Sid Meier's Pirates was a game developed and published by Microprose
and created by Sid Meier
in 1987. It is the first game to feature the creators name in the title in an effort to get fans of his previous games (mostly flight simulators) to buy the game. The game is a simulation of the life of a pirate
in the Spanish Main during the heyday of piracy.
Sid Meier's Pirates is a single player sandbox
game wherein the player aims to make their fortune in the West Indies so that they can retire to a life of wealth, ease, and high status. The game has no real storyline, instead giving the player free reign in the world to do whatever they wish, because pirates don't take orders well. The only caveat is that the player has a limited period of time with which to carry out their swashbuckling, as once a player's character is too old, they are forced into retirement and given an end game summary of how the pirate lived afterwards. The quality of retirement is based on personal fortune, rank, lands owned, reputation, wife, and other events befalling the player.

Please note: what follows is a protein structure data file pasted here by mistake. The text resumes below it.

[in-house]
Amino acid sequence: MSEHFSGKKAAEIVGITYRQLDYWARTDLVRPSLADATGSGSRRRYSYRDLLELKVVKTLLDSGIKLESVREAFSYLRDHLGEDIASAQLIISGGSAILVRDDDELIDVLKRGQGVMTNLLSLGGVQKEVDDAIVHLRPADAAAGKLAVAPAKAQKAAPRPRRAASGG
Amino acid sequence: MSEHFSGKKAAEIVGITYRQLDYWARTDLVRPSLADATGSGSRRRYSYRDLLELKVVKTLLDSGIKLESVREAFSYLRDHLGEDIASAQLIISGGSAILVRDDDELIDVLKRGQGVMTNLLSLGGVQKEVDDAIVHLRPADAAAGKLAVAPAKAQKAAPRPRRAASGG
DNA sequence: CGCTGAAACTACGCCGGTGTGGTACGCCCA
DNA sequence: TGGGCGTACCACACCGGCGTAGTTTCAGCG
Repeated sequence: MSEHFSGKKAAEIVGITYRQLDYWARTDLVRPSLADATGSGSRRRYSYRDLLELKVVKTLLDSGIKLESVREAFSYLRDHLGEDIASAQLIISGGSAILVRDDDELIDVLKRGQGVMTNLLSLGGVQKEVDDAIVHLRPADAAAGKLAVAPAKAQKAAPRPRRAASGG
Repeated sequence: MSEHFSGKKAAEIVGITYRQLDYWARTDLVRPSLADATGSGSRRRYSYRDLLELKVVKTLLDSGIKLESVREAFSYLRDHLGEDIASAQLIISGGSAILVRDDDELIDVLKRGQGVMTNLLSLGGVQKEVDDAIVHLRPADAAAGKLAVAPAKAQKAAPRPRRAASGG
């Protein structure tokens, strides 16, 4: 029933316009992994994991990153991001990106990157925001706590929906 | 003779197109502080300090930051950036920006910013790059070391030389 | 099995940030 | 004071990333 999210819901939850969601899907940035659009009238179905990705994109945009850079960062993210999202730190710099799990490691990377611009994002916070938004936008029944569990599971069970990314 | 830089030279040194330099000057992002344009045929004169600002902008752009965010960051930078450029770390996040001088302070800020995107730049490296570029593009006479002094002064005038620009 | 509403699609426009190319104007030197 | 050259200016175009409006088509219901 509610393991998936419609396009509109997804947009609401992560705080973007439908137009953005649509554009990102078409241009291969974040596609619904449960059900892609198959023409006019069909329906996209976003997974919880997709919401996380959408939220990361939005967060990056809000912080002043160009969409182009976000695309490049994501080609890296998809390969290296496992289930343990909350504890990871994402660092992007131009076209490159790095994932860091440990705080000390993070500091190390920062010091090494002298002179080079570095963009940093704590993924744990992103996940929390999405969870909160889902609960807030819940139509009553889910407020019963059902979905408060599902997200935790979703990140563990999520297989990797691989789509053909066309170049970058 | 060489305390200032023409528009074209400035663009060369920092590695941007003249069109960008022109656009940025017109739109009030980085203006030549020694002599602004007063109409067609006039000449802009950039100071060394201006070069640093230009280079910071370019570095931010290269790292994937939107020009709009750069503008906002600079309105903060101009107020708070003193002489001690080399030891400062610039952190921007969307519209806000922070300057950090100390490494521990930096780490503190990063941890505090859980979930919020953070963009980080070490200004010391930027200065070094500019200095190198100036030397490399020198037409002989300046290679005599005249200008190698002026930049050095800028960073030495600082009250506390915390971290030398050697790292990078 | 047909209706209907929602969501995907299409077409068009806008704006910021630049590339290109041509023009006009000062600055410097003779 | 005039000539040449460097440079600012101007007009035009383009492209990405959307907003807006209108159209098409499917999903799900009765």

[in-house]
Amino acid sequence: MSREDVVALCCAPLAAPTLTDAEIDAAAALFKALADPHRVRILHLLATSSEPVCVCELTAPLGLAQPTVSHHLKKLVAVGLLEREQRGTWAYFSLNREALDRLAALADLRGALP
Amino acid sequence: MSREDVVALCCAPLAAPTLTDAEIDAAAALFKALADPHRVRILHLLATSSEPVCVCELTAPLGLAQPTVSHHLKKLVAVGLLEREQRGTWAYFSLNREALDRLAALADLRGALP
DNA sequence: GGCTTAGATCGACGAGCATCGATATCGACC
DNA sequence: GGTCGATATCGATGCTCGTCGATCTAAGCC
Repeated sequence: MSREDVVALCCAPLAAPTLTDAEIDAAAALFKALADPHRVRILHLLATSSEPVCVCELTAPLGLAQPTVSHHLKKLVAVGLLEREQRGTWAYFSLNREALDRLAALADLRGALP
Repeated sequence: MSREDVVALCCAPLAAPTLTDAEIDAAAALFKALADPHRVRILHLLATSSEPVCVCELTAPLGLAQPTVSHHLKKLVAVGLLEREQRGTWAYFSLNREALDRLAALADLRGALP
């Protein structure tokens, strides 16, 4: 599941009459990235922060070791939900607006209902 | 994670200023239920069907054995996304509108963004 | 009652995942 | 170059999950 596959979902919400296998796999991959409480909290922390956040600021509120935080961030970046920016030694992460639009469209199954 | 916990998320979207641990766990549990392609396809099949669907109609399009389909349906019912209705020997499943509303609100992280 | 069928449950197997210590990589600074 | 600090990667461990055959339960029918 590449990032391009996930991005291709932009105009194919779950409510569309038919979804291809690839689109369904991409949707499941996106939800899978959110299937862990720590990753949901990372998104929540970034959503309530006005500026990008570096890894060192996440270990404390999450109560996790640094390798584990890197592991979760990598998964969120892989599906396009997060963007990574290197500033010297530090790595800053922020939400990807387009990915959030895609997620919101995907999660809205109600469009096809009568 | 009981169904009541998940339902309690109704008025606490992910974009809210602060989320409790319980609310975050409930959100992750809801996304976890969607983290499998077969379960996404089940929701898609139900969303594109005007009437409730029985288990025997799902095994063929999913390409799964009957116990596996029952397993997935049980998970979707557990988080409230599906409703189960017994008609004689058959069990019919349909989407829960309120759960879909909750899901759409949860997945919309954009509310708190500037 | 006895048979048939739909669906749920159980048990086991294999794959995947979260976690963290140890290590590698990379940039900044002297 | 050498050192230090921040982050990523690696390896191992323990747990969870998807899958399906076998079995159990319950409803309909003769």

The game contains a career mode, and six shorter scenarios based on real life pirate adventures.
Throughout the game, players can expect to engage in naval combat, play at sword fighting, visit governors and their daughters, sack and plunder colonies, find buried treasure and lost settlements, and maybe even become victim to a mutiny by their own crew.
Before beginning a new career on the high seas, the aspiring pirate captain is presented with a series of choices which will ultimately affect how the game world is set up and reacts to the player.
There are six different time periods to play in, each with their own set of challenges:
- The Silver Empire (1560) - The Spanish Empire is at the height of its power, meaning that all the major ports and trade are controlled by Spain. The Spanish military presence is very strong, making life hard for humble pirates.
- Merchants and Smugglers (1600) - Similar to the Silver Empire, but with a few non-Spanish colonies scattered around the Caribbean, and a thriving Dutch smuggling trade has come into existence.